Investigating the impact of sleep patterns on the quality of life of people with rheumatoid arthritis
Disease - Rheumatoid arthritis
Lead applicant - Dr John McBeth
Organisation - University of Manchester
Type of grant - Project Grant
Status of grant - Active
Amount of the original award - £249,990.60
Start date - 4 April 2016
Reference - 21188
What are the aims of this research?
Health related quality of life (HRQoL) is the effect a person's health has on how well they feel. It has been suggested that lack of sleep can contribute to poor HRQoL. People with rheumatoid arthritis often experience disrupted sleep which may affect their HRQoL. This study will investigate the sleep patterns of people with rheumatoid arthritis and examine whether disrupted sleep patterns are associated with poor HRQoL, and whether this changes according to gender or age.
Why is this research important?
Improving HRQoL for people with rheumatoid arthritis is difficult because even when the disease is well controlled, a significant amount of people still report poor HRQoL. Disrupted sleep may be an important contributing factor to this however, since sleep patterns can potentially be changed. However, first it is necessary to identify which parts of sleep are disrupted and whether they are the reason why some people with rheumatoid arthritis have poor HRQoL.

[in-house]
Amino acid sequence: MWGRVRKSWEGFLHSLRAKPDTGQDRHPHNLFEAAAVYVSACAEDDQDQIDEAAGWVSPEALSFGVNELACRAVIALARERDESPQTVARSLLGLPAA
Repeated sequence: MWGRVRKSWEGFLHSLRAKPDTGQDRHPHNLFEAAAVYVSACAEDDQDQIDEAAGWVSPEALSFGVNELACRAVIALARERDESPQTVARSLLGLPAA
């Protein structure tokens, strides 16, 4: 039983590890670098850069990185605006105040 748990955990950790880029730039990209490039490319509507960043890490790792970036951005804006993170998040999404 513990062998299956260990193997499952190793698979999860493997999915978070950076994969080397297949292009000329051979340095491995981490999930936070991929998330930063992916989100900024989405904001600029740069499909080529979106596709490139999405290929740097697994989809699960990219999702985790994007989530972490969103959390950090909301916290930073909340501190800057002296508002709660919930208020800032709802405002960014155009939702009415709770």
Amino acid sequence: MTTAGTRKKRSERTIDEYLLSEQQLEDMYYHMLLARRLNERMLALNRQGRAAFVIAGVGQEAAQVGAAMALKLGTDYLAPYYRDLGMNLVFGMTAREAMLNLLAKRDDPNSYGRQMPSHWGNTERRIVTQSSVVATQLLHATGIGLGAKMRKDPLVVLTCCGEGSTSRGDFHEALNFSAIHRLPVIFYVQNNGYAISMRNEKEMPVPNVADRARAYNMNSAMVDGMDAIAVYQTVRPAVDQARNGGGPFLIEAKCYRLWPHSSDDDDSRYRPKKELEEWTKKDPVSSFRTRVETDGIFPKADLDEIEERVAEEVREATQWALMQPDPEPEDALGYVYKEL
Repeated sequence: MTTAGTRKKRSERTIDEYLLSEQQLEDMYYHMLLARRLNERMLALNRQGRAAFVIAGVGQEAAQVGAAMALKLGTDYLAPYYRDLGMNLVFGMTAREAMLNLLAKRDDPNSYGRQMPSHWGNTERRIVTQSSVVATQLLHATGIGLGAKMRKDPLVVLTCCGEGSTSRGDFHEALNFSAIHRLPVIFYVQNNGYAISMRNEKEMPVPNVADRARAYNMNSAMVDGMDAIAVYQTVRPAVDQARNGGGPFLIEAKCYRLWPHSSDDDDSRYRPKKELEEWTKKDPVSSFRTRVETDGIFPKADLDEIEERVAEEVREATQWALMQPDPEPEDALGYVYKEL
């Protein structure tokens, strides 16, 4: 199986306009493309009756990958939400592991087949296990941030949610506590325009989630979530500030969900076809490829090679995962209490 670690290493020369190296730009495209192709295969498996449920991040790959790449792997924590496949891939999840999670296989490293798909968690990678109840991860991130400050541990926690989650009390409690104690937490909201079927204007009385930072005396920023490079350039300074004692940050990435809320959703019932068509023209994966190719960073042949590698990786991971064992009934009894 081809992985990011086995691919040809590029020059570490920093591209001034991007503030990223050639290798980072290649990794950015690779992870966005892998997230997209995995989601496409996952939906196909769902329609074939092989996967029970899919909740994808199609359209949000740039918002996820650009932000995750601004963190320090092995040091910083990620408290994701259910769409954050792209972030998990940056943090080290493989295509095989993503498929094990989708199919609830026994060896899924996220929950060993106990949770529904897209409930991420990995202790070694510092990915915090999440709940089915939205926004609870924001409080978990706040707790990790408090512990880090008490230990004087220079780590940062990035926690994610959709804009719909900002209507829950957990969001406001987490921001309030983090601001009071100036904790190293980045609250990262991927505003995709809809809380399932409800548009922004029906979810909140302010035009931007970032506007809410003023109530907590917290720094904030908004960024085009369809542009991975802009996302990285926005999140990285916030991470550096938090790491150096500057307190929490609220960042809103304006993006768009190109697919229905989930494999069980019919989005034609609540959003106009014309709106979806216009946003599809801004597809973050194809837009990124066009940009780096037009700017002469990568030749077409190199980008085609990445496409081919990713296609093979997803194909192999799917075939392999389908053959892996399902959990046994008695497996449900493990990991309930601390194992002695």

Previous studies have just asked patients about how they think they have slept however this study will be combining this information with data obtained from electronically monitoring the participants throughout their sleep. This information could then be used to improve the quality of life for a large number of people living with rheumatoid arthritis.
How will the findings benefit patients?
This study will improve our understanding of common problematic sleep patterns associated with rheumatoid arthritis, and as a result may lead to new measures to improve sleep patterns for these patients, thereby increasing their HRQoL.